Epidemiological studies suggest that the beneficial cardiovascular health effects of diets rich in fruits and vegetables are in part mediated by their flavonoid content, with particular benefits provided by the flavanols (1). Data on the potential health benefits of dietary flavanols, especially in the context of cardiovascular health, are considerable and continue to accumulate (2). Yet the critical biological targets for flavanols still remain to be identified. For a long time, their direct antioxidant effect has been reported as the mechanism responsible for the observed health properties. However, recent findings revealed that polyphenols could interact with cellular signaling cascades regulating the activity of transcription factors and consequently affecting the expression of genes.

Following the results of an intervention study that showed that daily supplementation with 200 mg monomeric and oligomeric flavanols (MOF) from grape seeds for 8 weeks revealed a vascular health benefit in male smokers (3), the researchers from the Maastricht University decided to further investigate the impact of MOF consumption on the gene expression profile of white blood cells and to assess changes at the level of DNA methylation. DNA methylation is natural mechanism that can block or activate the transcription of genes.

Using whole genome microarrays, they could show that 8 week daily supplementation with 200 mg MOF modulates the expression of 864 genes associated with cardiovascular disease pathways (4). The majority of the affected genes are involved in chemotaxis, cell adhesion, cell infiltration or cytoskeleton organization.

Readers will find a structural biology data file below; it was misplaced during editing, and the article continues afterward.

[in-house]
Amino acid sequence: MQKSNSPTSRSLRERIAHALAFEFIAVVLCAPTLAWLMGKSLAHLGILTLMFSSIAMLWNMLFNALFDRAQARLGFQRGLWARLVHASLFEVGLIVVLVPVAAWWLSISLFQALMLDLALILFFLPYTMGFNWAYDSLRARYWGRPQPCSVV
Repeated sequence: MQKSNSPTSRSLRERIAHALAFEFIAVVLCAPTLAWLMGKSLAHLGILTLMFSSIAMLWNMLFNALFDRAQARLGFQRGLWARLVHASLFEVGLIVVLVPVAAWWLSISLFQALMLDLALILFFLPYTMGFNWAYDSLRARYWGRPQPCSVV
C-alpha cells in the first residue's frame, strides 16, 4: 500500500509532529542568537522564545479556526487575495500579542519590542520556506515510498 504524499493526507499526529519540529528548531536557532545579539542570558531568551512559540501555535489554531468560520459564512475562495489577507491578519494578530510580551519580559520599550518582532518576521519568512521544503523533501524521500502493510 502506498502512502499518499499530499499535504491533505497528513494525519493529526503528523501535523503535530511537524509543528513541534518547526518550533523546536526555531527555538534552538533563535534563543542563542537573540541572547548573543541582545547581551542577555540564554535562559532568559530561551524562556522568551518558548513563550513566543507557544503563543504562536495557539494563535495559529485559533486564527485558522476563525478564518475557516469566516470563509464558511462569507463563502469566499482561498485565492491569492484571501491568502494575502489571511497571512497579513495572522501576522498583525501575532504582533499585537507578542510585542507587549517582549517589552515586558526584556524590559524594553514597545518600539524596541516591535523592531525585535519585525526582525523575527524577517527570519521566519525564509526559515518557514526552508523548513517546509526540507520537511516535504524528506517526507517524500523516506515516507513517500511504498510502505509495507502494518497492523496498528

The study also showed that, although MOF were not implementing major changes in the DNA methylation, the strong inter-individual variation observed in white blood cells DNA methylation might conceal the subtle epigenetic response to dietary flavanols.

The same researchers have also been able to show that, together with this classical regulatory pathway, polyphenols can modulate gene activity though the expression of microRNAs (miRNA) (5). miRNAs are small, noncoding RNAs implicated in the regulation of gene activity. Their expression can be affected by different external stimuli including nutrients such as vitamins, lipids, and phytochemicals, among them dietary polyphenols such as flavanols. Over 100 miRNAs, involved in the control of different cellular processes such as inflammation or apoptosis, were identified as modulated by polyphenols.

1.    Schroeter H, Heiss C, Spencer JP, Keen CL, Lupton JR and Schmitz HH (2010) Recommending flavanols and procyanidins for cardiovascular health: current knowledge and future needs. Mol Aspects Med  31: 546-57
2.    Heiss C, Keen CL and Kelm M (2010) Flavanols and cardiovascular disease prevention. Eur Heart J  31: 2583-92
3.    Weseler AR, Ruijters EJ, Drittij-Reijnders MJ, Reesink KD, Haenen GR and Bast A (2011) Pleiotropic benefit of monomeric and oligomeric flavanols on vascular health–a randomized controlled clinical pilot study. PLoS One  6: e28460
4.    Milenkovic D, Vanden Berghe W, Boby C, Leroux C, Declerck K, Szarc vel Szic K, Heyninck K, Laukens K, Bizet M, Defrance M, Dedeurwaerder S, Calonne E, Fuks F, Haegeman G, Haenen GR, Bast A and Weseler AR (2014) Dietary flavanols modulate the transcription of genes associated with cardiovascular pathology without changes in their DNA methylation state. PLoS One  9: e95527
5.    Milenkovic D, Jude B and Morand C (2013) miRNA as molecular target of polyphenols underlying their biological effects. Free Radic Biol Med  64: 40-51